Check out what’s happening in Kuala Kangsar

State tourism, arts and culture committee chairman Tan Kar Hing (second left) trying the roti golok at the Victoria Bridge Cafe. — Pictures by Farhan Najib
State tourism, arts and culture committee chairman Tan Kar Hing (second left) trying the roti golok at the Victoria Bridge Cafe. — Pictures by Farhan Najib

KUALA LUMPUR, Oct 13 — Kuala Kangsar is a royal town located on the western banks of the Perak River.

Some 35 kilometres north of Ipoh, the place is known for its stately buildings and historical sites.

Among them are Istana Kenangan, Sultan Azlan Shah Gallery, Ubudiah Mosque, Victoria Bridge and Malay College Kuala Kangsar.

Undeniably, these places are interesting but they are not the only attractions in town.

Kuala Kangsar produces keris, iron art and traditional pottery as well as serves mouth-watering delicacies such as laksa and roti golok.

To boost the town’s tourism industry, the state government has roped in a website called Lokalocal to help.

State tourism, arts and culture committee chairman Tan Kar Hing said most business operators in the town did not have a platform to promote their business online.

“The website’s staff will write a story and video on each business operator, which will then be shared in the website.”

Tan added that the website had worked with the Penang, Selangor and Terengganu state governments, with potential to bring in more tourists to the state.

Malay Mail has listed some of the places you should not miss when you are in Kuala Kangsar.

Keris maker Abdul Mazin Abdul Jamil (left) shows off his finish work at Kampung Padang Changkat, Kuala Kangsar.
Keris maker Abdul Mazin Abdul Jamil (left) shows off his finish work at Kampung Padang Changkat, Kuala Kangsar.

Keris workshop

Located at Kampung Padang Changkat, keris maker Abdul Mazin Abdul Jamil has a workshop here.

The 68-year-old has been making the weapon for more than 50 years. Keris is a traditional weapon that is the pride of Malays.

It is usually made of iron with a wooden tang. Each has a different design and size.

“The keris is used in many functions. It is used as a weapon, a symbol of social status and used in traditional ceremonies and rituals.”

Abdul Mazin, who learnt the art from his father when he was 12, said he teaches visitors how to make the keris.

“Those who show interest are usually from Germany, Canada and Belgium.”

Raja Shahriman Raja Aziddin working on an iron sculpture at Bukit Chandan, Kuala Kangsar.
Raja Shahriman Raja Aziddin working on an iron sculpture at Bukit Chandan, Kuala Kangsar.

Iron art

At Bukit Chandan, one can find a unique artwork using scrap metal to be turned into fascinating iron sculptures.

Raja Shahriman Raja Aziddin, 51, is a full-time artist who has been making iron sculptures for more than 20 years.

“For me, sculptures are very effective as a means of conveying visual messages because you can see and feel them.”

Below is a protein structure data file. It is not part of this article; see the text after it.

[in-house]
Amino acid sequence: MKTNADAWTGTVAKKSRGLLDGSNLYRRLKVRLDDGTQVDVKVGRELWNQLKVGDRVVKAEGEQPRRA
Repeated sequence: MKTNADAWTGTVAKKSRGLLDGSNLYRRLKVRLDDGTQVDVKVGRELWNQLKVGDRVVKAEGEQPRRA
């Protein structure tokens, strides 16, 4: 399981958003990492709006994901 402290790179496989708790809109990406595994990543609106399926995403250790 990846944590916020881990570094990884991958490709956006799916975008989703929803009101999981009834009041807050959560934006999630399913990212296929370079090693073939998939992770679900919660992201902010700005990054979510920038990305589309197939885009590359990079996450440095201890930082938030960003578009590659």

Raja Shahriman’s pieces are distinctive as he blends traditional elements to create modern and aesthetic sculptures.

“My works are influenced by what I know and what is around me.

“I may incorporate traditional elements, but my sculptures are modern because they depict the times we live in.”

The sayong is made of clay and requires skilful hands to shape and craft the designs.
The sayong is made of clay and requires skilful hands to shape and craft the designs.

Making pottery

This sayong pottery shop has been operating here for the past 10 years and displays a variety of traditional pottery that comes in different shapes and designs.

Located at Kampung Kepala Bendan, owner Zulkifly Amir Hashim, 52, has been making sayong for 30 years.

“I learnt it from my grandmother, but only decided to commercialise it about 10 years ago,” he said.

The sayong is made of clay and requires skilful hands to shape and craft the designs.

Among others they can be given as souvenirs or used as water dispensers, saving containers, vases and lamps.

Perak state tourism, arts and culture committee chairman Tan Kar Hing (left) tucks into a bowl of 'Laksa Telaga' and other local delicacies at Kota Lama Kiri, Kuala Kangsar.
Perak state tourism, arts and culture committee chairman Tan Kar Hing (left) tucks into a bowl of 'Laksa Telaga' and other local delicacies at Kota Lama Kiri, Kuala Kangsar.

Laksa telaga

Laksa is one of the popular dishes in Kuala Kangsar and it can be easily found in the town.

However, Mohd Azami Mohd Said, 64, who owns the Laksa Telaga at Kota Lama Kiri, has his own twist to the noodle dish.

“What makes our laksa special is the broth. Compared to other shops, our broth is thicker.
“It’s our family recipe and it is our secret.”

The shop also serves mee rebus, mee celup, mee kari, and keropok lekor basah.

Victoria Bridge Cafe owner Megat Sharfawi showing the soft and fluffy ‘roti golok’.
Victoria Bridge Cafe owner Megat Sharfawi showing the soft and fluffy ‘roti golok’.

Roti golok

This soft, fluffy and buttery bun has been a hit in Kuala Kangsar.

Victoria Bridge Cafe owner Megat Sharfawi said the buns are made of high protein flour and baked fresh every day.

“The recipe originated from Thailand but the texture is different as they use another type of flour.”

Megat also sells butter buns, chocolate buns and caramel buns.

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